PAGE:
Tag Archives: orange

Modern Art Monday Presents: Still Life #57 By Tom Wesselman

still life 57 by tom wesselmann photo by gail worley
All Photos By Gail

Like most still life’s, Tom Wesselmann’s Still Life #57 (196970) presents a number of ordinary objects — including an orange, a bouquet of flowers, a light switch, a radio, and a checked tablecloth. The artist spent three years developing this monumental work. The “main difficult . . . and the one that took so long to resolve as cropping or not cropping the radio,“ he said. “I wanted to crop it to keep it more in a painting reference rather than something like a stage set.”

Photographed in the Museum of Modern Art in Manhattan.

still life 57 by tom wesselmann photo by gail worley
tom wesselman still life 57 photo by gail worley
Installation View

Eye On Design: Stuffed Shell Chair By Chris Schanck

chris schanck shell chair photo by gail worley
All Photos By Gail Worley

One of my favorite contemporary furniture designers is Chris Schanck, and I always look forward to seeing his latest pieces when I attend The Salon Art + Design show each fall.  Schanck’s work embraces the tension between dilapidation and opulence, asking us to find unconventional beauty in the imperfect. His contribution to this year’s fair was the Stuffed Shell Chair in a copper finish. Let’s take a closer look at this beauty.

Continue reading Eye On Design: Stuffed Shell Chair By Chris Schanck

Orange Dum Dums: For A Special Kind of Sucker

orange dumdum dump photo by gail worley
Photo By Gail

It’s a good thing I have a sharp eye or I would have walked right by this fun street art sticker, which cleverly portrays the hideous orange face of Dump as an Orange Dum Dums sucker! Bwhahahaha! They got the sucking part right, that is for sure. Just six more that of this loser. January 20th can’t come soon enough.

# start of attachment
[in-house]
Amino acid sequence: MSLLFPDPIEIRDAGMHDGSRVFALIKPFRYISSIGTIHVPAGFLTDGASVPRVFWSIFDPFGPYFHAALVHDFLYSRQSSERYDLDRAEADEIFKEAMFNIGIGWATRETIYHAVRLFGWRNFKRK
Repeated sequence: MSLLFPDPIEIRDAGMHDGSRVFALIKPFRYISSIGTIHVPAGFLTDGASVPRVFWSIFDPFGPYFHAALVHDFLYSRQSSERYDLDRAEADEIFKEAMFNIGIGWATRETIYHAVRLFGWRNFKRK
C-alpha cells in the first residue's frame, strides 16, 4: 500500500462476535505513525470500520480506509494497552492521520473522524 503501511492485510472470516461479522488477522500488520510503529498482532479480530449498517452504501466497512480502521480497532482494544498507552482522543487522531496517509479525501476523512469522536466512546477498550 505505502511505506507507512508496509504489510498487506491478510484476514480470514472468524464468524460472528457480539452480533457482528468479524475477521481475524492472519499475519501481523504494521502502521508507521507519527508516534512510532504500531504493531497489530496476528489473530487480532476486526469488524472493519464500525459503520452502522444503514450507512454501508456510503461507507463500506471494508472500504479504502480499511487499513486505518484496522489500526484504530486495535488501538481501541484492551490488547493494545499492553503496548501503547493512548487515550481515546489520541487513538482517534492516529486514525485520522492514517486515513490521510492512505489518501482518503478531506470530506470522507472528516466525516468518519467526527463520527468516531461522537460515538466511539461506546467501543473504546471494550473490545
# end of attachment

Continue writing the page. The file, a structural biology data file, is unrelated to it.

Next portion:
orange dumdum trump photo by gail worley

Photographed at the Southeast Corner 23rd Street and 8th Avenue.

Alexander Calder’s Saurien Sculpture on 57th Street

alexander calder saurien sculpture photo by gail worley
All Photos By Gail

In the absence of any organized celebrations for the holiday, I spent the afternoon of July 4th stretching my legs in midtown and enjoying the sites ‘on exhibit’ in the museum of the streets. At the southwest corner of Madison Avenue and 57th Street, I paused to appreciate a monumental sculpture that I’ve been passing by for years now, which is Alexander Calder’s bright orange, steel installation known as Saurien.

alexander calder saurien sculpture photo by gail worley

Saurien reaches a height of 18 feet at its tallest point, and the piece reminds me of one of Louis Bourgeois‘ monumental spiders, in that it stretches its ‘legs’ across the entrance to the IBM building, inviting visitors to walk under and around it. Although I’ve never read this in a formal description of the sculpture, one critic has claimed that this Calder is clearly meant to represent a dinosaur, with its stegosaurus-like spikes emerging from the top two arches. I can see that.

calder sculpture detail photo by gail worley

The irregular-edged, top forms inspired me to take this shot, with the spikes set in contrast against the skyline. Artsy!

alexander calder saurien sculture photo by gail worley

While Calder is most famous for his kinetic sculptures and delicate, hanging mobiles, Saurien is an example of the artist’s fixed work, which are called stabiles. Saurien was created in Calder’s Connecticut studio in 1975.

alexander calder saurien scuplture photo by gail worley

Alexander Calder’s Saurien is Located in Front of the IBM Building in Midtown, at 590 Madison Avenue, on the Southwest Corner at 57th Street, NYC.

Joy of Life Sculpture in Zuccotti Park

joy of life sculpture photo by gail worley
Photos By Gail

Zuccotti Park in the Financial District is perhaps most famous for being ground zero for the Occupy Wall Street movement, but it’s also home to several pieces of monumental public art. For example, behold this bright red, 70-foot-high painted steel installation by sculptor Mark di Suvero, entitled Joie de Vivre (Joy of Life), which went up at the corner of Broadway and Cedar Street in June 2006. The sculpture is comprised of “open-ended tetrahedrons” as described by di Suvero, and was formerly located at the Holland Tunnel rotary.

joy of life sculpture photo by gail worley

joy of life sculpture detail photo by gail worley

Update: I was in the area on July 25th and took a couple of new shots (above and below). You can see the city has put barriers around the sculpture to keep people from congregating in the park.

joy of life sculpture photo by gail worley